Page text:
DR. MOSES THOMPSON (1776-1858) was the first doctor in the Western Reserve. Born in Goshen, Connecticut, at age 17, he began a four-year apprenticeship under several prominent New England physicians, a common practice at the time to achieving medical certification as very few medical schools existed. In 1800, Dr. Thompson, along with other early pioneers traveled with town founder David Hudson to Range 10, Town 4, what would later be known as Hudson, Ohio. Dr. Thompson purchased 750 acres of land for himself, his father and brothers, and later returned with his family, settling on a farm two miles southwest of the center of Hudson.
For ten years, Dr. Thompson was the only physician in the Western Reserve. Traveling on horseback, Thompson’s ride extended from Lake Erie south as far as fifty miles. During the War of 1812, he served as a surgeon in the Ohio Militia under Major George Darrow.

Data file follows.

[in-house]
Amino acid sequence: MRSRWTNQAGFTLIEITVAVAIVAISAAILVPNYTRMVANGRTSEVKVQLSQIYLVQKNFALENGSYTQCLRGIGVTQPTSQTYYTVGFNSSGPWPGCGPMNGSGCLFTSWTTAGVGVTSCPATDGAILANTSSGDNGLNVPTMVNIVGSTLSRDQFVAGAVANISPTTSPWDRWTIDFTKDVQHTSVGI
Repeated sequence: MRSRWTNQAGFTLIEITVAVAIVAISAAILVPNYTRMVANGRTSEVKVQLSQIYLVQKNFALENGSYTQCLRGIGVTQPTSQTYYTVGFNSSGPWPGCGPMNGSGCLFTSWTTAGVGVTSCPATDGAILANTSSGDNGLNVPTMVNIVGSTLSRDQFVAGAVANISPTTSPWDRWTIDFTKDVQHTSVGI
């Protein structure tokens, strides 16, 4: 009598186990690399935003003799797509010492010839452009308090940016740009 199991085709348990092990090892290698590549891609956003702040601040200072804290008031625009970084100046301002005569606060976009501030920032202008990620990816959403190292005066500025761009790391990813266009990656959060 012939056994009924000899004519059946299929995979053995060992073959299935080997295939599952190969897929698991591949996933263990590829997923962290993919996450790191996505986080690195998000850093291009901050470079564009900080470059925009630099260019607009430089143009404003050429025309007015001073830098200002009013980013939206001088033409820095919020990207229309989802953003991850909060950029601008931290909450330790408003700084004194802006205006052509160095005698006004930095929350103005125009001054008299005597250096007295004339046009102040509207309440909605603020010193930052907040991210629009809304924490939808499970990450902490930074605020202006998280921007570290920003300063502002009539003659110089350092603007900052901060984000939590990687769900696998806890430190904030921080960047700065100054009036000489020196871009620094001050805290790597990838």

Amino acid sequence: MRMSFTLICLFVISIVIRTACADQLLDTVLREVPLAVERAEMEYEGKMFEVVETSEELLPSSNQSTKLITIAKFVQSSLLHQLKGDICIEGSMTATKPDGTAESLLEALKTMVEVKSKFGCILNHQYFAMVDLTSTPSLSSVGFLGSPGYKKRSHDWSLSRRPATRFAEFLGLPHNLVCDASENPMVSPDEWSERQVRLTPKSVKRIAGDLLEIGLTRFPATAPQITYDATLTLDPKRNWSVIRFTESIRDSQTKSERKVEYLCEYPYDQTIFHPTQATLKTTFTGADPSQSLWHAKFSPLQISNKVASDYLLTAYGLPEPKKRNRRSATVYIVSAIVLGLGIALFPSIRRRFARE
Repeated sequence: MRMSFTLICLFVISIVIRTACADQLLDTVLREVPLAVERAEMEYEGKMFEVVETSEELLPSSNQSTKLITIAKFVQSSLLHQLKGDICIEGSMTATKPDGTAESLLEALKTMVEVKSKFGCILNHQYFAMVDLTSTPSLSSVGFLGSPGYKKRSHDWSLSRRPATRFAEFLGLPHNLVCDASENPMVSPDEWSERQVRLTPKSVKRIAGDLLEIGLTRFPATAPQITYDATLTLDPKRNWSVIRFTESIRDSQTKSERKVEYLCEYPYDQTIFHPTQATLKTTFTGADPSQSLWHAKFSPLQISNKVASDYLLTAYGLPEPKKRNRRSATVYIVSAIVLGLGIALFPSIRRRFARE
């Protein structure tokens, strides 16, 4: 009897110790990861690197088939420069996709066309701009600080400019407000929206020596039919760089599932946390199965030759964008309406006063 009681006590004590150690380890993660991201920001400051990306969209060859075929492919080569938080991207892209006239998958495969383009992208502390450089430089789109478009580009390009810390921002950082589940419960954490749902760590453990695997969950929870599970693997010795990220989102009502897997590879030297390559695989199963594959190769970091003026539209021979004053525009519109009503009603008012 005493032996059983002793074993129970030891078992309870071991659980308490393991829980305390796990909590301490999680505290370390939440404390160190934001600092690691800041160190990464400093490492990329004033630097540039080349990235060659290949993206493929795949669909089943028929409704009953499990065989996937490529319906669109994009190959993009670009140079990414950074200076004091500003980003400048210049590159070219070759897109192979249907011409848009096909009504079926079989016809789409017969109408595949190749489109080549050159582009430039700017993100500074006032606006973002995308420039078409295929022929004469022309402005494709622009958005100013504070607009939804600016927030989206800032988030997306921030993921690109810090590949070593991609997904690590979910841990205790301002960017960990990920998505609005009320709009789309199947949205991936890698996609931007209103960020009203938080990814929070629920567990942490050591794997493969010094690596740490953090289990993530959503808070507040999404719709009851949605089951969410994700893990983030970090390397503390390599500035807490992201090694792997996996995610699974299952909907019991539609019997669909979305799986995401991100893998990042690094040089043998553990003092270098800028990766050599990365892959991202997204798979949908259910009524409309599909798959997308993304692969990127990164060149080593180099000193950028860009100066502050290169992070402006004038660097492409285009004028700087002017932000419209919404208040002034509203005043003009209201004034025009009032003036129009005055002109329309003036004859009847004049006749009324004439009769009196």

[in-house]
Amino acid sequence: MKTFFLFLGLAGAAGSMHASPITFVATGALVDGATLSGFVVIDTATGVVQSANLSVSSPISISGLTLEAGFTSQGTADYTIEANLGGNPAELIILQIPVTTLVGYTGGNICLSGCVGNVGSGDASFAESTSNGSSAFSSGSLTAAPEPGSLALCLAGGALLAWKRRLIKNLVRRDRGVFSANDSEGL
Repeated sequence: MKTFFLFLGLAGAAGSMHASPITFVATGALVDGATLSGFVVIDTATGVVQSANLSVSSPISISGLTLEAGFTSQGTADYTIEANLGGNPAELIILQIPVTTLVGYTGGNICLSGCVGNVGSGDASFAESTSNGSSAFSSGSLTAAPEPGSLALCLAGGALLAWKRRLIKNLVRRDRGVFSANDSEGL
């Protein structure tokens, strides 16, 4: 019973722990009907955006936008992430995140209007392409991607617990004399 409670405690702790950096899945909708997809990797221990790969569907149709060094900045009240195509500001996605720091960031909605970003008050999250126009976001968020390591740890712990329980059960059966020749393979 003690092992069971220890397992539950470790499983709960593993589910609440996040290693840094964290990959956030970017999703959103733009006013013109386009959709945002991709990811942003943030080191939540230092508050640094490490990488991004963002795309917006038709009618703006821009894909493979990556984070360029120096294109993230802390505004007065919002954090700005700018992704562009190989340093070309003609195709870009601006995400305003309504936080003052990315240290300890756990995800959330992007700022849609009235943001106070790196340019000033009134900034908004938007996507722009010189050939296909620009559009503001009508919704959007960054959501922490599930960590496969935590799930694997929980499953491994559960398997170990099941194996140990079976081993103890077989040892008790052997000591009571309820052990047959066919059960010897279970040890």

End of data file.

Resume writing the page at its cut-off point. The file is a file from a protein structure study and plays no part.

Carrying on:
Dr. Thompson contributed widely to the developing field of medicine in the area serving as a preceptor for many medical students and was an early member of the first medical society in the Western Reserve, later helping to organize the Summit County Medical Society.
After the War, Thompson retired from medicine and turned his attention to agriculture and livestock. He was said to be a precursor to the area’s later booming cheese and butter industry. Dr. Thompson once traveled to Pittsburgh to sell a wagonload of cheese, the proceeds of which he used to purchase the town’s very first church bell.
Dr. Thompson died at the age of 82 in 1858. He is buried in the Old Hudson Township Burying Ground on Chapel Street.